To make the most of the remaining weeks of summer recess, we headed out on the road to rediscover our sanity and regain zest for life. The first part of our revitalization was to be devoted to sun, fun and the beaches of Reñaca, while enjoying the myriad of activities in Viña del Mar.
Rather than traverse the usual grind of Ruta 5 (Route 5) to Santiago, and then west to the coast, we opted to be more adventuresome, and follow winding roads along the Chilean coastline. We had often wondered what lay beyond the ridge of hills that separated Ruta 5 from the coast, and now was the chance to disclose the mystery.
The initial leg of the trip began slightly inland, passing through Coelemu and Quirihue, before heading toward the coast to Cobquecura, and then north through Curanie, Pelluhue, Chanco, Constitution, Llico and Reserva Nacional Laguna Torca, Pichilemu (where we thought to spend the night, but had to press on to Viña), San Antonio, Casablanca and finally Viña. We passed through communities great and small, traversed through a rather mountainous terrain right along the coast, caught glimpses of the diversity of everyday life, and all in all came away with an amazing array of visual memories.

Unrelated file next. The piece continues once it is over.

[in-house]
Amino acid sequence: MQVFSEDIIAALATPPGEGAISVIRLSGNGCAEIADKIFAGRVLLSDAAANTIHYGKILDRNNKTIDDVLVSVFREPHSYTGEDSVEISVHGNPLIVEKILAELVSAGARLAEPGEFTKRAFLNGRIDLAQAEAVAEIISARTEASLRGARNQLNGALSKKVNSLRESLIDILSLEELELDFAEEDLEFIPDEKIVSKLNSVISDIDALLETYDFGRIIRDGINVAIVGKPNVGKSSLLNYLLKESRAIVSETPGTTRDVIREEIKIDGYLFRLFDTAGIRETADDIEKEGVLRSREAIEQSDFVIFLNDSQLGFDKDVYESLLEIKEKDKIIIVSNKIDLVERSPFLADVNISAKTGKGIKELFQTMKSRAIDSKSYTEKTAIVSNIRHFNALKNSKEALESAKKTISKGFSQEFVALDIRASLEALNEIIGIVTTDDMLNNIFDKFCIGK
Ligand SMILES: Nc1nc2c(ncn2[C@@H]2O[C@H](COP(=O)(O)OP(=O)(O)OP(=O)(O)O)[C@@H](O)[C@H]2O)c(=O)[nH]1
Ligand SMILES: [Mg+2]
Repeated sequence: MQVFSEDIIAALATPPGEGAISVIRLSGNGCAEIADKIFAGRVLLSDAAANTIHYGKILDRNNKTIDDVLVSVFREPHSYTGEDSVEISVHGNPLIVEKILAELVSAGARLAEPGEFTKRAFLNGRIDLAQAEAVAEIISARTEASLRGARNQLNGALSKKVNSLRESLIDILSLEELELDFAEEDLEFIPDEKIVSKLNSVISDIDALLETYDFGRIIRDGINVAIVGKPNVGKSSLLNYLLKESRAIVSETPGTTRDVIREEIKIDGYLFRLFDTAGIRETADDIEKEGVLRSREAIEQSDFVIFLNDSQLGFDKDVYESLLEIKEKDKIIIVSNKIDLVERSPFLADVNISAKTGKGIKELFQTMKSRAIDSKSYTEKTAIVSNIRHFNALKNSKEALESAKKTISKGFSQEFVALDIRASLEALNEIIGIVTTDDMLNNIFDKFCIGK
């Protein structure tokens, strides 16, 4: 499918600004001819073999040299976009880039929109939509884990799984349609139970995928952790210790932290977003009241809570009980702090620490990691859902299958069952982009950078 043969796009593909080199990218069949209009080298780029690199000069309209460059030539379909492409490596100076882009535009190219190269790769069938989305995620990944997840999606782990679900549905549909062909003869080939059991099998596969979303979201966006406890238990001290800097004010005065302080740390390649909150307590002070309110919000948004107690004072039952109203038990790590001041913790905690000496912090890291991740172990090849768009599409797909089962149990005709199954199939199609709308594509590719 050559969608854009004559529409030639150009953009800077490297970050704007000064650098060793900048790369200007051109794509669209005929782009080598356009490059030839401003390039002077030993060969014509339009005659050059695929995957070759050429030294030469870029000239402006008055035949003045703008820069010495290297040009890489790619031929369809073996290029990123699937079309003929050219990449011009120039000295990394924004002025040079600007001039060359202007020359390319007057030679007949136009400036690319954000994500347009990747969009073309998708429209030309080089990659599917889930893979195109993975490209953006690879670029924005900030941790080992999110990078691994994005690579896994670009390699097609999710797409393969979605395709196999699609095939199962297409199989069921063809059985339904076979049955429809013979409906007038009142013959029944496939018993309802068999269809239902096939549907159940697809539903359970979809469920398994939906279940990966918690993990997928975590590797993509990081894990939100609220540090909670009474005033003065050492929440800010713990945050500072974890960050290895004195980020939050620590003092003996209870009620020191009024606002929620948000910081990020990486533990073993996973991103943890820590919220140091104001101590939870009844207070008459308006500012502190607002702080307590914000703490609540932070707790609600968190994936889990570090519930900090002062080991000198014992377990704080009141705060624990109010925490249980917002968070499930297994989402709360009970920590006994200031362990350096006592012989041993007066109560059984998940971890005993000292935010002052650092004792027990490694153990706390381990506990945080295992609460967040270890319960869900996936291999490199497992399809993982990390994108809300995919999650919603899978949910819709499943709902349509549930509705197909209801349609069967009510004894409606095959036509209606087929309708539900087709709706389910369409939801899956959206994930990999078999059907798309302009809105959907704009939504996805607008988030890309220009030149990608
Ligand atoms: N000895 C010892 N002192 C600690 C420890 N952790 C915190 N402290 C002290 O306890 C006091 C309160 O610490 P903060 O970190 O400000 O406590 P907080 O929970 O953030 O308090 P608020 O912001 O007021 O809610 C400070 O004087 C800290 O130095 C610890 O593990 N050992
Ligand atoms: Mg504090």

A short distance out of Concepcion, we had turned onto an unmarked route to Rafael/Coelemu, and were barely on the road, really just beginning to relish the excitement of unexplored territory, when traffic came to a dead stop. For more than twenty minutes, we waited, too far back to see what the holdup was. A woman selling tortillas stopped and said that they were doing something with concrete. So, we thought that they were laying a new road, but when finally able to pass the block, it was nothing more than the unloading of concrete conduits for sewage. Why they needed to block both lanes was beyond imagining, but as my partner said, “they´re engineers, what do you expect!” Such is road construction in Chile. The two things that you can count on are unfathomable delays and vendors going from car to car. One person´s delay is another person´s opportunity to put food on the table.